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David Mason

The Summer of Love

I went to sea in the Summer of Love
in a boat with my Boy Scout troop.
That summer I was only twelve,
our boat was a rusty sloop.

The island where we spent a week
was twenty miles from home,
but in our minds we were refugees
from vaguely exotic doom.

A dozen boys who lolled about
on beaches, lied about girls,
stared at any passing yacht
chanting the latest Beatles,

we liked the underwater voice
of “Yellow Submarine,”
which was all the DJs ever chose
to play in the afternoon.

Our scoutmaster, Mr. MacIntosh,
went quietly mad. He drank
from tidal pools and chased the fish,
his eyes seemed never to blink.

The fathers who came to take him away
in a little trawling boat
gave our troop permission to stay
three days with no adult.

With no adult, what savages
we were! Our boyish lies
grew like grotesques, the vestiges
of epic ecstasies!

But sometimes Mr. MacIntosh
came back in our fireside tales.
The world of grown-ups seemed awash
in trouble; some took pills,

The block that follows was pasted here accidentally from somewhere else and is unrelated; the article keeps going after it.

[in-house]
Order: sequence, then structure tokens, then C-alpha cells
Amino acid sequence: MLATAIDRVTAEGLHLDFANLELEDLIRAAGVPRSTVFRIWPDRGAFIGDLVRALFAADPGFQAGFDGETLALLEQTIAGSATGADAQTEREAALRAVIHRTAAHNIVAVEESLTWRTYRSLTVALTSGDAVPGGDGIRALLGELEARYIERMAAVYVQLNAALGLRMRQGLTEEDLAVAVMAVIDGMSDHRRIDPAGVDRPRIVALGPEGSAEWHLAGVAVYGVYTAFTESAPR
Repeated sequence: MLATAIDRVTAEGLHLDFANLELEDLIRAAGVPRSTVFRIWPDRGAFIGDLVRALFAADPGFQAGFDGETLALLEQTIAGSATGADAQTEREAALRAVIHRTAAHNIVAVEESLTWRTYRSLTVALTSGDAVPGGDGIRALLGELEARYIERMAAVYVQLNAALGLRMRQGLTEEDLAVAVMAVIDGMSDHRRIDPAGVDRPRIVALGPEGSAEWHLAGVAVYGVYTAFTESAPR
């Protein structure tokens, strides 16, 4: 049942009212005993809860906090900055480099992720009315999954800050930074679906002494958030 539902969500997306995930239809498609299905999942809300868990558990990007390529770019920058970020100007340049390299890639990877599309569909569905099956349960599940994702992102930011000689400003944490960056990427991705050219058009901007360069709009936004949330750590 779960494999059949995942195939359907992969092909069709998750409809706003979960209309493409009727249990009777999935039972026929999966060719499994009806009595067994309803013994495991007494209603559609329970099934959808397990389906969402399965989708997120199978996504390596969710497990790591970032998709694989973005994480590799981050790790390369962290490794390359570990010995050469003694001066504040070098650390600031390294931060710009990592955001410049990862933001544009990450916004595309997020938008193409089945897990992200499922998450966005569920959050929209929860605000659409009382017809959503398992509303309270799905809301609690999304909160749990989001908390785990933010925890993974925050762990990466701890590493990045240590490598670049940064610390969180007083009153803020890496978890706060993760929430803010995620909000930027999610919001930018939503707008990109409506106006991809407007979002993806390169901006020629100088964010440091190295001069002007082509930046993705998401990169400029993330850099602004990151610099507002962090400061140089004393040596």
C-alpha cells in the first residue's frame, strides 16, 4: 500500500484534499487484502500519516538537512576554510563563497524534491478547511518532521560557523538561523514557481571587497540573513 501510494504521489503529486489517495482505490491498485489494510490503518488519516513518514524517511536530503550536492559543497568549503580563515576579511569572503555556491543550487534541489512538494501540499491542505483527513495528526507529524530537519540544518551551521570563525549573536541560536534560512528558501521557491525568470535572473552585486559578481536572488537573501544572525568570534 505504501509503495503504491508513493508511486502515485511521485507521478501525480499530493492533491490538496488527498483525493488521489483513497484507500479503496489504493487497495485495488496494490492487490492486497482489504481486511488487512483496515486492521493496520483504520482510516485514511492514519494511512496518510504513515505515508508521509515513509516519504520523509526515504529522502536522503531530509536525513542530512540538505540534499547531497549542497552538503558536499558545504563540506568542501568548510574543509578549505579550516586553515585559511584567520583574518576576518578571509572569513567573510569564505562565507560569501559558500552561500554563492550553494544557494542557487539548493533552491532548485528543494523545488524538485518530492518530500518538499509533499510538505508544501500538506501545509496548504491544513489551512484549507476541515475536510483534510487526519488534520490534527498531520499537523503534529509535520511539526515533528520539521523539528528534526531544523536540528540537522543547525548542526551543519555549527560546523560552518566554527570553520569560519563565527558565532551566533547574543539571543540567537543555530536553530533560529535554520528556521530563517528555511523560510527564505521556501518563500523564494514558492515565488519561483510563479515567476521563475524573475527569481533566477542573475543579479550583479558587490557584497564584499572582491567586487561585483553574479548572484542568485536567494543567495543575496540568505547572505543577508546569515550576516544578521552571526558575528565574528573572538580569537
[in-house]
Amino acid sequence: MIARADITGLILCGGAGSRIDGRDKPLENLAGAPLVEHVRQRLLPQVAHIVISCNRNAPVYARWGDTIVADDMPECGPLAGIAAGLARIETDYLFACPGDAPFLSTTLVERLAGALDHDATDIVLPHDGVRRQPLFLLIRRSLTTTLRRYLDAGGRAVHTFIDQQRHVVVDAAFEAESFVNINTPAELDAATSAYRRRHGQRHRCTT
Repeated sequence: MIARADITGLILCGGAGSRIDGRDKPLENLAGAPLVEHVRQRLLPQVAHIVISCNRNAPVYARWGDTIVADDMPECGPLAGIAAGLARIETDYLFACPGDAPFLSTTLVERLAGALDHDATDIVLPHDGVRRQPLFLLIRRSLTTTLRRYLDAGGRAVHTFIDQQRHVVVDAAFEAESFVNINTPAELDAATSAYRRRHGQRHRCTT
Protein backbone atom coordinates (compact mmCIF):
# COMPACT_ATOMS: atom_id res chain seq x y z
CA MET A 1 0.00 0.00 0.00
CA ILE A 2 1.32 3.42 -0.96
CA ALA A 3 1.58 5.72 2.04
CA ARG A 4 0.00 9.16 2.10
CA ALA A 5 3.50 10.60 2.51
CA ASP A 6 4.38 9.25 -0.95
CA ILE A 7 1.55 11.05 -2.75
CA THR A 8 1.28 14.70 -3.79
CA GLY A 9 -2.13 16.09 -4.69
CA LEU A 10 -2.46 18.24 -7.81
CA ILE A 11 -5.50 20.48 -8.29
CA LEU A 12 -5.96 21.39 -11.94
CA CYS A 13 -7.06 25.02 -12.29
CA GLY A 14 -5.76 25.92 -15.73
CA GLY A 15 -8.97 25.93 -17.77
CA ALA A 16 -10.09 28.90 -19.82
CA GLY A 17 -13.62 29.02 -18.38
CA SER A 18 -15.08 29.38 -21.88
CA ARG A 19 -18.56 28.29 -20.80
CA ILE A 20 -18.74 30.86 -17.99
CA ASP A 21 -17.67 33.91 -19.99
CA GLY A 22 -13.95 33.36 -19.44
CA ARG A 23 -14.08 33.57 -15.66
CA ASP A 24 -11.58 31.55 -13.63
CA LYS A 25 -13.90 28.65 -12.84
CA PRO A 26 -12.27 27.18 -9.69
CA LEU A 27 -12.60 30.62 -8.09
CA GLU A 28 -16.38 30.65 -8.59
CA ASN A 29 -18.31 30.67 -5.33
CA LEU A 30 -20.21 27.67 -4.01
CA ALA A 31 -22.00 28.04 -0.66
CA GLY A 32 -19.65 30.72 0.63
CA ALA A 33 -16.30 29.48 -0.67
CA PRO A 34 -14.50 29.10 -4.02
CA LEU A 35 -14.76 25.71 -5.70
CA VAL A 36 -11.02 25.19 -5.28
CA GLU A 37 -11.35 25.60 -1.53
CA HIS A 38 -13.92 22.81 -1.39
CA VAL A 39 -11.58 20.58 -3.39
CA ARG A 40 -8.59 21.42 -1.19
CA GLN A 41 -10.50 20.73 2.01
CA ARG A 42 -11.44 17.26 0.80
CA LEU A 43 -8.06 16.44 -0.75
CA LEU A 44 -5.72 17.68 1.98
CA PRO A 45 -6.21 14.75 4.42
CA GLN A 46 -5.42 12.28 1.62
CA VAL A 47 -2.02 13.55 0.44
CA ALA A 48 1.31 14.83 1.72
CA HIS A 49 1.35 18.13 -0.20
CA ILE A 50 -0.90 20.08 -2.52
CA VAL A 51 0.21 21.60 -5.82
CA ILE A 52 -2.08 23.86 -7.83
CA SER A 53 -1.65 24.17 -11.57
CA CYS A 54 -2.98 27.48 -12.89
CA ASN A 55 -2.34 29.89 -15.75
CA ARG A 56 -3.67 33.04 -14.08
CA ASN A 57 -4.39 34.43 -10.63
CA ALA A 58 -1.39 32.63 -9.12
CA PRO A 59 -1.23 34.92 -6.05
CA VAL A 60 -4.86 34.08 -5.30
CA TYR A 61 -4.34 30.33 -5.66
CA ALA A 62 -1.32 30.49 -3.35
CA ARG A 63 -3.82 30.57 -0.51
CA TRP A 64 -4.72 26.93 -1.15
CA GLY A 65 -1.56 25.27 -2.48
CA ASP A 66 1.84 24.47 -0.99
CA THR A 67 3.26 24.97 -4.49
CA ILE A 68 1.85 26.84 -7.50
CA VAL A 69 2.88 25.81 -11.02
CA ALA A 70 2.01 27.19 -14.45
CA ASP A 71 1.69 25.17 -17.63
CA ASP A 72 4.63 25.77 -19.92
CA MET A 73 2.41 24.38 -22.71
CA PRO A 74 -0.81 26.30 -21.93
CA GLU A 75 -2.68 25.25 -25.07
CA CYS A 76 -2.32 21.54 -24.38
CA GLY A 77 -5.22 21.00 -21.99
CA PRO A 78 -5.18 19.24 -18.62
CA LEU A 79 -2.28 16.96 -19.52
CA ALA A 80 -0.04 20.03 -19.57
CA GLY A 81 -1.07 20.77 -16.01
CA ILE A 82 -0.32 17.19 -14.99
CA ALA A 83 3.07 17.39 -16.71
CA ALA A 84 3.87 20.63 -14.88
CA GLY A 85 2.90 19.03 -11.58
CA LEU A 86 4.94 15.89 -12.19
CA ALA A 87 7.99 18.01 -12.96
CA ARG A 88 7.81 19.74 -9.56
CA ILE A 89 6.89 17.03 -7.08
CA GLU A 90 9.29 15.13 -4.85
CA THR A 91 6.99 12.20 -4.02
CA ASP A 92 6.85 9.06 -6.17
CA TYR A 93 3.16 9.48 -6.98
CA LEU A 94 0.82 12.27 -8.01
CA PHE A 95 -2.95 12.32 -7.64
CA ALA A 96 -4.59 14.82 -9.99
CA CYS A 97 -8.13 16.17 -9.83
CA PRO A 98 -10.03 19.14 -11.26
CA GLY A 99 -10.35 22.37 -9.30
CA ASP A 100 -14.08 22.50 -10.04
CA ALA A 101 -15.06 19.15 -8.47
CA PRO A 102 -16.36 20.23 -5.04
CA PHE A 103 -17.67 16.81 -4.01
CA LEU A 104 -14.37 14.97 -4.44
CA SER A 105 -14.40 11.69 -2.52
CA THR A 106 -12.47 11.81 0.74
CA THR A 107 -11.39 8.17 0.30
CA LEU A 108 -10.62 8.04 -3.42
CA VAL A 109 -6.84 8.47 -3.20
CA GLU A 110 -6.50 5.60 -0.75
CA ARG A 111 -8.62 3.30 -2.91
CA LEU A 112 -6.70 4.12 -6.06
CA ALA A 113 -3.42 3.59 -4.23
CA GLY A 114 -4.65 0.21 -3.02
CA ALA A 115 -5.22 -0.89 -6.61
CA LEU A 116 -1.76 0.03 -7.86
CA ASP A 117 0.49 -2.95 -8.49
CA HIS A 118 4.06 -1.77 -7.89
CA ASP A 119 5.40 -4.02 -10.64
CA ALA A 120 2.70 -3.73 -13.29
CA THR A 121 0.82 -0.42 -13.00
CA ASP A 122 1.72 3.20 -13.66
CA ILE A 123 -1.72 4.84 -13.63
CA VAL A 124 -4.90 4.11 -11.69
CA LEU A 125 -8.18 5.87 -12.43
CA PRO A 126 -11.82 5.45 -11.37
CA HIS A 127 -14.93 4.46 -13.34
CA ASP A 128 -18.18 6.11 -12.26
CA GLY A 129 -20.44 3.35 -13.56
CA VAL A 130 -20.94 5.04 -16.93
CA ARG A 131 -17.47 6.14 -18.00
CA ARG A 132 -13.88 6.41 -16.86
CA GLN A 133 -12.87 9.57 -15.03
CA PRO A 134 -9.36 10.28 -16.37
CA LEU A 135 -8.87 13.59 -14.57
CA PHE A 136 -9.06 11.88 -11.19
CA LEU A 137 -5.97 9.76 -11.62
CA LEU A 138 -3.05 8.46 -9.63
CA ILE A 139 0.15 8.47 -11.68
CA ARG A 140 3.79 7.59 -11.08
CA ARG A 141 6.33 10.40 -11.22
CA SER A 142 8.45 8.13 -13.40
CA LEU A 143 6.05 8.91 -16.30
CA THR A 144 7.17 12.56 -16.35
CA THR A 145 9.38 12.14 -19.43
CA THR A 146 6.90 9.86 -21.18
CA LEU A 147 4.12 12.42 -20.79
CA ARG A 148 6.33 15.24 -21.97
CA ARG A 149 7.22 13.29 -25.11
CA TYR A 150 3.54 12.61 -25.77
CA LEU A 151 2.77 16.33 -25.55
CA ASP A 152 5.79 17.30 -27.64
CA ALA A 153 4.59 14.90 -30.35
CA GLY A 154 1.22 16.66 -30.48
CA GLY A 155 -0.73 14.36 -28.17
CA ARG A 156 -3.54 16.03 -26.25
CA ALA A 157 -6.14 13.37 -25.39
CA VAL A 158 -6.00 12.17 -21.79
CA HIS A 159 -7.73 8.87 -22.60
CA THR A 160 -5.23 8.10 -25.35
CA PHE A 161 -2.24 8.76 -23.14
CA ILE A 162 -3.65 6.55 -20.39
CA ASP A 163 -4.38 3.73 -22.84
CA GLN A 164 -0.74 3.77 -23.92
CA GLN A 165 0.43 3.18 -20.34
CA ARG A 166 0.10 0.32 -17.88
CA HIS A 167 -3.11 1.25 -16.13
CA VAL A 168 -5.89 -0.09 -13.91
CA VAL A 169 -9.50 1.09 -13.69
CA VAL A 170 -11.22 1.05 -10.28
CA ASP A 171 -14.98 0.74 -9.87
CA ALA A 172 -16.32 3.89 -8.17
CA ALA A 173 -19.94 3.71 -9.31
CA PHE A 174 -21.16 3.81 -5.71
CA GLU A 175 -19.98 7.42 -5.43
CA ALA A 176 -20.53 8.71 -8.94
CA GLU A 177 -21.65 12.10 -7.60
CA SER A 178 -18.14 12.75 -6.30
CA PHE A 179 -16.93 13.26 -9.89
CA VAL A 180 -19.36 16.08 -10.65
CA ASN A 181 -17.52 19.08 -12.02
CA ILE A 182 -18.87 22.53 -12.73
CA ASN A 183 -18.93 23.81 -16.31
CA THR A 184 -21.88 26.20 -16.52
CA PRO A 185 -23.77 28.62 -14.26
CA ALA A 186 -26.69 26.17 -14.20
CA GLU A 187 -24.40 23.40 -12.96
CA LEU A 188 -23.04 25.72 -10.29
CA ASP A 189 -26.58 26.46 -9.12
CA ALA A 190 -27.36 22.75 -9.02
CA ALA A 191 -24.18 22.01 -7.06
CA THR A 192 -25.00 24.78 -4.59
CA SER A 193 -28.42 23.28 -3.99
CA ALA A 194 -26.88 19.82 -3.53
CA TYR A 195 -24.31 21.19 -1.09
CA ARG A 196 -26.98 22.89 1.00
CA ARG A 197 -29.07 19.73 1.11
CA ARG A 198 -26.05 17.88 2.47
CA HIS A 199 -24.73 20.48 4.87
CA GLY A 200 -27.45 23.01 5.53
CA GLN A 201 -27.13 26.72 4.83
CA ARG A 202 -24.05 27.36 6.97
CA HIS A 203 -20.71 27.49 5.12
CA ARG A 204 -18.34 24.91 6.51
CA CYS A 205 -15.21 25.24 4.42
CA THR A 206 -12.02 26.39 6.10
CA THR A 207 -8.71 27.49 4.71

some gassed themselves in their garages.
Recalling those who were mad,
we poked our sticks in the campfire’s ashes
and felt unaccountably sad.

(Later I read that the Summer of Love
was the summer of the damned;
sixteen thousand American boys
had died in Viet Nam.)

We dreamed after girls on the passing yachts
and waited in the shade,
and when the adults came back in boats
to rescue us, we were glad.

On the wharf at home we bought ice cream cones,
shook the sand from our shoes.
We went on back to casual lawns,
Monday meetings, other friends,
the feeling that summer never ends
and we would never lose.

The Dream of Arrival (from “Poems from Greece”)

Awake, I did not know the land
surrounding me: the rocky coves,
sun shimmering off marble sand,
the cypresses and mourning doves.

Stunned by it all, I stared. Around
were cliffs I felt I should have known—
but for doves and waters not a sound,
no highway, house or telephone.

A stranger, eyes behind his shades,
greeted me in words I knew
as I half-knew these sunny glades,
yet by some instinct I withdrew

and asked what island this could be,
hid my longing to be recognized.
I gauged him as I would the sea
until he spoke the name I prized:


Dissembling, I was home,
all I longed for so near at hand.
I saw Penelope, the loom—
then woke, and did not know the land.

I live preparing to arrive,
suffer the deaths of many friends,
survive, surprised to be alive.
My story’s told, but never ends.